Although it is not yet known how many genes may contribute to the susceptibility or the severity of asthma and related phenotypes, genome-wide screens and positional cloning techniques have been successful in identifying contributing genes in multiple populations. The results of these studies provide additional insight into the molecular mechanisms responsible for the development of a variety of phenotypes. Replication with additional populations-particularly in large-scale studies-has been used to distinguish between false positive results or population-specific effects or to further quantify the conferred risk. Even when individual markers do not replicate in multiple population, association of the same region or gene has been useful in directing future studies. As further understanding of the linkage disequilibrium patterns within the genome has allowed greater efficiency for genetic studies, advances in high-throughput genotyping technology, genetic analysis methodologies, and a more in-depth understanding of clinical phenotypes has made genome-wide studies more accessible and cost-effective. In the future, identification of function variants with clinical relevance may be used to influence the diagnosis and treatment of asthma.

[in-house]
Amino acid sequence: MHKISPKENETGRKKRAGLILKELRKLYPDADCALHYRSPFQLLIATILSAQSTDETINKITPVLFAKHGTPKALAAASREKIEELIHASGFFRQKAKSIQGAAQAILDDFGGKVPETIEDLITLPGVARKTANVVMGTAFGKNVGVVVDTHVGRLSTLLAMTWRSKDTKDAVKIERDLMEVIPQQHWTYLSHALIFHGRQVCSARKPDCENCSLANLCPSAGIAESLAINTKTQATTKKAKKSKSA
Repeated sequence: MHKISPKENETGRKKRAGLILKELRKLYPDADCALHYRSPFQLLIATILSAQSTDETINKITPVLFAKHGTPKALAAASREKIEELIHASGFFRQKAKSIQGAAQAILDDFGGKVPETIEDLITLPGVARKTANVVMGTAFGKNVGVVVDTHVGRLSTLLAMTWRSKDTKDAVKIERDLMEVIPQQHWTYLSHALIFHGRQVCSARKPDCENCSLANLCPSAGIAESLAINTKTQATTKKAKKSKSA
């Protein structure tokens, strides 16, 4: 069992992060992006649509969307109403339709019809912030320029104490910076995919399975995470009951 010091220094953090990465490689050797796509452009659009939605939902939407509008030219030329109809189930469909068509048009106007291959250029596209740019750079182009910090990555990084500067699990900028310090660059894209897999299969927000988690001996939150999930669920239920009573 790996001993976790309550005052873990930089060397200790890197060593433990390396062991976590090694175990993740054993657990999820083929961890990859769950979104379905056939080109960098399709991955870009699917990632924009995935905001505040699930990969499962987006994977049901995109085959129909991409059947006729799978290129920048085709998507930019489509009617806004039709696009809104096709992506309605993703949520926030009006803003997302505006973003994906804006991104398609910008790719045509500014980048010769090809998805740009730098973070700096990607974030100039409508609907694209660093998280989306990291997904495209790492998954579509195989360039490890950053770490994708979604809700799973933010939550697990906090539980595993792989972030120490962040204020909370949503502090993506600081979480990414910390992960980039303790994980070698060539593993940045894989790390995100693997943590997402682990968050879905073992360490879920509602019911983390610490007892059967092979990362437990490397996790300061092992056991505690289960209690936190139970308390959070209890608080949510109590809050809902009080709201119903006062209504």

ASJC Scopus subject areas
- Immunology and Allergy